Some students tell us they hate groups—as in really hate groups. Why do faculty love groups so much, they ask. I work hard, I’m smart, I can get good grades by myself, these students insist. Other students are a waste. I end up doing all the work and they get the good grade I earned for the group. Why do you, Professor Byrnes, make me work in a group. I hate groups!
Sound familiar? We call these bright, motivated, annoyed students our lone wolves. They demand learning activities where they know they can excel and are fearful that our emphasis on group work will mean lower grades for them. The least of the students will drag down the best, seems to be their constant refrain. Get me out of these groups and let me show you what I can really do.
We have developed an unusual way to deal with these bright, motivated lone wolves—we form groups of lone wolves! On the first day of class, we have students fill out a data sheet. Here is the question that deals with groups:
Think about your experience working in groups. Please select the one response that best suits your experience.
- I enjoy working in groups because my group members usually help me understand the material and tasks and therefore I can perform better.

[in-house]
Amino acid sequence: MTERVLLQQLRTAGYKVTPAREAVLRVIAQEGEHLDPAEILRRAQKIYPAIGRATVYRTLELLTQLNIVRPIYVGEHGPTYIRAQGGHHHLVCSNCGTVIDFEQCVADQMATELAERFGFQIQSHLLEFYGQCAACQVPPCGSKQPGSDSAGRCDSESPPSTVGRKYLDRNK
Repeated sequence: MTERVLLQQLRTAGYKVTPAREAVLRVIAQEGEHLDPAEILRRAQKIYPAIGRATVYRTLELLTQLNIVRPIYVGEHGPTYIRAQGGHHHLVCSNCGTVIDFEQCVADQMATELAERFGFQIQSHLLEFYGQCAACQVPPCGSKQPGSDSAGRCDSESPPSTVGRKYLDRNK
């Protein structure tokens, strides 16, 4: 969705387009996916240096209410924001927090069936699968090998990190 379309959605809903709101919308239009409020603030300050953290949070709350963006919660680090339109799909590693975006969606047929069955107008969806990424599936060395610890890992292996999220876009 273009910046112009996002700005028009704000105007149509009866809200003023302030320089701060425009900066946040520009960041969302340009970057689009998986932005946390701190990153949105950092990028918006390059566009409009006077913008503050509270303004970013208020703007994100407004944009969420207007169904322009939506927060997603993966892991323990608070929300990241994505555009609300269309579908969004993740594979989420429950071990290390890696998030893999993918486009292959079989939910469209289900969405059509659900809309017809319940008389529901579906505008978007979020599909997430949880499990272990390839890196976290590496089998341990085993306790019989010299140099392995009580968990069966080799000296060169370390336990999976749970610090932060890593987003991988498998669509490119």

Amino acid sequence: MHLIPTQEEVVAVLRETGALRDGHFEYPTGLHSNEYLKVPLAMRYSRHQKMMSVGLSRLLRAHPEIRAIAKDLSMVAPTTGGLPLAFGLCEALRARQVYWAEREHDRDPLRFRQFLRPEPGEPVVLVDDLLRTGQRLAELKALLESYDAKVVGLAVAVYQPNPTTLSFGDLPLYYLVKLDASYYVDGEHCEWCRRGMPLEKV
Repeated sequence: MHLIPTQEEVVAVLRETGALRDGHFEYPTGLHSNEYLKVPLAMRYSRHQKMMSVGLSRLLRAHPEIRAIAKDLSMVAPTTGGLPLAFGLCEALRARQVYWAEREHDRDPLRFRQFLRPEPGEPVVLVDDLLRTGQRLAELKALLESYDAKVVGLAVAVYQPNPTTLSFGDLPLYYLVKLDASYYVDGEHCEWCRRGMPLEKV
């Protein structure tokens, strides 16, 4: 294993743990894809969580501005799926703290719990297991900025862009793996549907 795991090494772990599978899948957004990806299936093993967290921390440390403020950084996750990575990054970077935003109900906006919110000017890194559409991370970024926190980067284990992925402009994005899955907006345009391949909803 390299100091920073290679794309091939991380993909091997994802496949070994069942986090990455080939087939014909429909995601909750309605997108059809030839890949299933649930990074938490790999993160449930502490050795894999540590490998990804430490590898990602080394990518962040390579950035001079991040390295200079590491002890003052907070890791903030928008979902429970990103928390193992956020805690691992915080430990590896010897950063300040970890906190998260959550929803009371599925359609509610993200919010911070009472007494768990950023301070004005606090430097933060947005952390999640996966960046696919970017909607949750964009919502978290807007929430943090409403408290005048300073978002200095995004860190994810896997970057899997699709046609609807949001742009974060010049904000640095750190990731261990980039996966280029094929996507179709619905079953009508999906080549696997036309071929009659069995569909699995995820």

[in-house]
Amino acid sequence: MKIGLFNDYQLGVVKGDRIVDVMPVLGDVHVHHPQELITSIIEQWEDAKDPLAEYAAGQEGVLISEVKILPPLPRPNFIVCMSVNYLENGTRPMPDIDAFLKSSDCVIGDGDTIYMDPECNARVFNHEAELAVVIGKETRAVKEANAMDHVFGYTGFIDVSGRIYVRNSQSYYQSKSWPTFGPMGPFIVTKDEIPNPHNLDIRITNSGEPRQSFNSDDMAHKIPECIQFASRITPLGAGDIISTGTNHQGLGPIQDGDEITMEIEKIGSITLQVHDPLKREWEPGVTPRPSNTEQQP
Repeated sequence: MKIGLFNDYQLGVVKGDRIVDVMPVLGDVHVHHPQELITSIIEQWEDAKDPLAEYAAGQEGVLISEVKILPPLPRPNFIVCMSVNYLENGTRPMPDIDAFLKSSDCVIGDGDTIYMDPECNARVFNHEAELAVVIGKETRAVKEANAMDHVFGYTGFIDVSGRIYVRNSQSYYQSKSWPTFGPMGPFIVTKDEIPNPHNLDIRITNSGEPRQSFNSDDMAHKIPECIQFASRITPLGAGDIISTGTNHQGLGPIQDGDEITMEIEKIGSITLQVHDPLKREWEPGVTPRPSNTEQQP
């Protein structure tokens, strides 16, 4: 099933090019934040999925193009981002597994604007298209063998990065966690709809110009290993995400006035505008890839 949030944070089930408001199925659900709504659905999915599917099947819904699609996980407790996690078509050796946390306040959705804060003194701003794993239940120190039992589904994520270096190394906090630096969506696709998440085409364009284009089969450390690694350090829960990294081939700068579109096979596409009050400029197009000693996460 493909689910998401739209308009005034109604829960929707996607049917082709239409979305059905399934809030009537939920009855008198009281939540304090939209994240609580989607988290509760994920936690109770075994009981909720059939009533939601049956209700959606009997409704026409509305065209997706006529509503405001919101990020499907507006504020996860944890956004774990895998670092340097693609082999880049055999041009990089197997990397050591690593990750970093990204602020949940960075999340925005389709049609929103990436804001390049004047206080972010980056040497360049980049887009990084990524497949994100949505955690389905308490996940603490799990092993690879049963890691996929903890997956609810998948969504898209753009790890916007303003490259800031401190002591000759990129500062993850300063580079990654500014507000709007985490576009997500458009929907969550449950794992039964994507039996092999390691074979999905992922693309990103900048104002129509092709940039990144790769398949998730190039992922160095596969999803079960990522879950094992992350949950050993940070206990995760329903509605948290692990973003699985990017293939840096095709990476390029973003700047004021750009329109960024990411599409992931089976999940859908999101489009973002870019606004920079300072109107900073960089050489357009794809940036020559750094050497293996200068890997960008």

- I question the value of group work for me, because I usually end up doing more than my fair share of the work.
- I have little or no experience working in groups.
- I have a different experience than the choices given above. Please describe.
When we form groups, we place the students who have selected 2 (our lone wolves) in the same group. There are usually sufficient numbers to form one or even two groups of these lone wolves.
The result is delightful to observe. Often for the first time, the lone wolves are challenged by group-mates. They must learn to negotiate, trust, and share with others who are equally driven and equally intelligent. Another positive outcome is that students in other groups have the opportunity to develop and demonstrate leadership capacity, without the interference of these lone wolves who tend to control others in groups.
At the end of the semester, many of our lone wolves make a point of telling us this is the best group they have ever had. They are shocked about their experience and they ask us for our secrets about forming groups. When we tell them we placed them in a group where every student hated groups, they inevitably smile and thank us.
Joseph F. Byrnes, PhD, is a professor at Bentley College. MaryAnn Byrnes, PhD, teaches at the University of Massachusetts Boston.
Excerpted from I Hate Groups! The Teaching Professor, May 2007.